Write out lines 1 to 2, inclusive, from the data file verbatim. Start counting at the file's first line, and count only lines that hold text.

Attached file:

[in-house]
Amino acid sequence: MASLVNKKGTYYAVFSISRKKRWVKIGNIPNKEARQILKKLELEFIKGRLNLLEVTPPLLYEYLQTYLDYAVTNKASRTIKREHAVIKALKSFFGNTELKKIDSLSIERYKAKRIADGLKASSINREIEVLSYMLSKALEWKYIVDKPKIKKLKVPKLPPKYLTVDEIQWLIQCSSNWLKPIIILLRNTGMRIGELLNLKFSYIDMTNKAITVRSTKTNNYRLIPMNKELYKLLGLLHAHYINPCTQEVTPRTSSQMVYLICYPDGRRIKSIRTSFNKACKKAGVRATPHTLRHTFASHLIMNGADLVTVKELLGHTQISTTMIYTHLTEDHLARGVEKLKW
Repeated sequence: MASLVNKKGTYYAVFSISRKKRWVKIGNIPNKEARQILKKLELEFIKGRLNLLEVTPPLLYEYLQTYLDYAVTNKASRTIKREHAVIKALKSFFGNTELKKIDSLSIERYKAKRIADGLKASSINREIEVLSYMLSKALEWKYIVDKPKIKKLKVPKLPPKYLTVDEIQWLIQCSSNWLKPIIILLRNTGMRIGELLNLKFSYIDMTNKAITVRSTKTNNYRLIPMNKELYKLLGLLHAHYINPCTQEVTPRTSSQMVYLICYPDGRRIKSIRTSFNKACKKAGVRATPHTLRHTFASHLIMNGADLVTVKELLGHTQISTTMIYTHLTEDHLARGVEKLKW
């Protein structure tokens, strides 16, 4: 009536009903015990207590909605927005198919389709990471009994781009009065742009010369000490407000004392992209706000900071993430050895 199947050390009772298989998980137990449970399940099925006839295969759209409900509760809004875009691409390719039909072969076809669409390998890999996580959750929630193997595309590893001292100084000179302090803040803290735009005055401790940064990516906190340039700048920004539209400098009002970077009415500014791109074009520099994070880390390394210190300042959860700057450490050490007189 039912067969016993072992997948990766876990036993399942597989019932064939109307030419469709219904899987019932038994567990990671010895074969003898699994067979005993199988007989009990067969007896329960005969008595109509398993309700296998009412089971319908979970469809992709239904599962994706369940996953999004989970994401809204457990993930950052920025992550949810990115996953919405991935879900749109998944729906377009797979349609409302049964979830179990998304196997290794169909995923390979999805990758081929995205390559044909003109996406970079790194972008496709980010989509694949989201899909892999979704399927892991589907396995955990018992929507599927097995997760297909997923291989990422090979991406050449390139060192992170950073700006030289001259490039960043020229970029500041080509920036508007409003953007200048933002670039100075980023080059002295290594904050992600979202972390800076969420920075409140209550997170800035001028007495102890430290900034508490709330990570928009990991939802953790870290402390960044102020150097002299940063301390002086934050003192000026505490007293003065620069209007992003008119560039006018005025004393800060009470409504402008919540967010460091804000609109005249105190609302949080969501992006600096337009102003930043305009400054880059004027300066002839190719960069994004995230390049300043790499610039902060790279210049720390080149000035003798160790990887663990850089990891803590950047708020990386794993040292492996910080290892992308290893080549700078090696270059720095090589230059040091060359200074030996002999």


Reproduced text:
[in-house]
Amino acid sequence: MASLVNKKGTYYAVFSISRKKRWVKIGNIPNKEARQILKKLELEFIKGRLNLLEVTPPLLYEYLQTYLDYAVTNKASRTIKREHAVIKALKSFFGNTELKKIDSLSIERYKAKRIADGLKASSINREIEVLSYMLSKALEWKYIVDKPKIKKLKVPKLPPKYLTVDEIQWLIQCSSNWLKPIIILLRNTGMRIGELLNLKFSYIDMTNKAITVRSTKTNNYRLIPMNKELYKLLGLLHAHYINPCTQEVTPRTSSQMVYLICYPDGRRIKSIRTSFNKACKKAGVRATPHTLRHTFASHLIMNGADLVTVKELLGHTQISTTMIYTHLTEDHLARGVEKLKW